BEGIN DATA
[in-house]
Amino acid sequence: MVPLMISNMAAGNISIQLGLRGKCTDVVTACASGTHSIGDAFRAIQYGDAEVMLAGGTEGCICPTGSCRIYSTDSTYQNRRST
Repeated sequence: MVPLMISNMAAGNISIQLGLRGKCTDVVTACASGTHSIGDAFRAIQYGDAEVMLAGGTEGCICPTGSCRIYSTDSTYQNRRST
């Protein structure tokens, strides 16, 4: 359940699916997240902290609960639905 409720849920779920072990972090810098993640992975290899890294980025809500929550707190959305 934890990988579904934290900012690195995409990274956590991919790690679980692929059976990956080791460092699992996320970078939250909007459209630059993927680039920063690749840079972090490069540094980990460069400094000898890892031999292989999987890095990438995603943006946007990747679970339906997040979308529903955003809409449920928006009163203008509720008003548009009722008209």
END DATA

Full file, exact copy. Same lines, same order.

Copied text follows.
[in-house]
Amino acid sequence: MVPLMISNMAAGNISIQLGLRGKCTDVVTACASGTHSIGDAFRAIQYGDAEVMLAGGTEGCICPTGSCRIYSTDSTYQNRRST
Repeated sequence: MVPLMISNMAAGNISIQLGLRGKCTDVVTACASGTHSIGDAFRAIQYGDAEVMLAGGTEGCICPTGSCRIYSTDSTYQNRRST
């Protein structure tokens, strides 16, 4: 359940699916997240902290609960639905 409720849920779920072990972090810098993640992975290899890294980025809500929550707190959305 934890990988579904934290900012690195995409990274956590991919790690679980692929059976990956080791460092699992996320970078939250909007459209630059993927680039920063690749840079972090490069540094980990460069400094000898890892031999292989999987890095990438995603943006946007990747679970339906997040979308529903955003809409449920928006009163203008509720008003548009009722008209």